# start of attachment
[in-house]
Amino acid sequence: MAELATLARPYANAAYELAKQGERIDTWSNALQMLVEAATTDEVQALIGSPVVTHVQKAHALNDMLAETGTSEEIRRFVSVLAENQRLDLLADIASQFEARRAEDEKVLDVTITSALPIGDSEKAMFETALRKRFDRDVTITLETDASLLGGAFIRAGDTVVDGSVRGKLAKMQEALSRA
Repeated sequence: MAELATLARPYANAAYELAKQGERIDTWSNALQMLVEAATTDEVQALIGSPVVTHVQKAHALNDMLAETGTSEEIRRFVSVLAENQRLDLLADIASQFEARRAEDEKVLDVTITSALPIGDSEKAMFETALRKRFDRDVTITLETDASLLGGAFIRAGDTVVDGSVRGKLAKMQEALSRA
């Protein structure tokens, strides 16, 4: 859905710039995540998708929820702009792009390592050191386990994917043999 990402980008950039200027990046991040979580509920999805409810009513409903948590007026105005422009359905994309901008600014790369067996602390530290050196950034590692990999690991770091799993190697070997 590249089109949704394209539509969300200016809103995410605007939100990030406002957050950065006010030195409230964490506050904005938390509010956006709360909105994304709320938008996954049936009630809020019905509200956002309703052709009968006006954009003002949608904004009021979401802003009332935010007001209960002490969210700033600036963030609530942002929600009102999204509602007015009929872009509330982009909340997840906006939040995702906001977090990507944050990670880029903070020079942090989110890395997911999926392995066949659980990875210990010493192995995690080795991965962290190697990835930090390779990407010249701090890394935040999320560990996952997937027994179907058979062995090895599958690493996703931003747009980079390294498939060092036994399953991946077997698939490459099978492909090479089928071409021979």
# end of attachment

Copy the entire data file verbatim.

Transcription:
[in-house]
Amino acid sequence: MAELATLARPYANAAYELAKQGERIDTWSNALQMLVEAATTDEVQALIGSPVVTHVQKAHALNDMLAETGTSEEIRRFVSVLAENQRLDLLADIASQFEARRAEDEKVLDVTITSALPIGDSEKAMFETALRKRFDRDVTITLETDASLLGGAFIRAGDTVVDGSVRGKLAKMQEALSRA
Repeated sequence: MAELATLARPYANAAYELAKQGERIDTWSNALQMLVEAATTDEVQALIGSPVVTHVQKAHALNDMLAETGTSEEIRRFVSVLAENQRLDLLADIASQFEARRAEDEKVLDVTITSALPIGDSEKAMFETALRKRFDRDVTITLETDASLLGGAFIRAGDTVVDGSVRGKLAKMQEALSRA
């Protein structure tokens, strides 16, 4: 859905710039995540998708929820702009792009390592050191386990994917043999 990402980008950039200027990046991040979580509920999805409810009513409903948590007026105005422009359905994309901008600014790369067996602390530290050196950034590692990999690991770091799993190697070997 590249089109949704394209539509969300200016809103995410605007939100990030406002957050950065006010030195409230964490506050904005938390509010956006709360909105994304709320938008996954049936009630809020019905509200956002309703052709009968006006954009003002949608904004009021979401802003009332935010007001209960002490969210700033600036963030609530942002929600009102999204509602007015009929872009509330982009909340997840906006939040995702906001977090990507944050990670880029903070020079942090989110890395997911999926392995066949659980990875210990010493192995995690080795991965962290190697990835930090390779990407010249701090890394935040999320560990996952997937027994179907058979062995090895599958690493996703931003747009980079390294498939060092036994399953991946077997698939490459099978492909090479089928071409021979």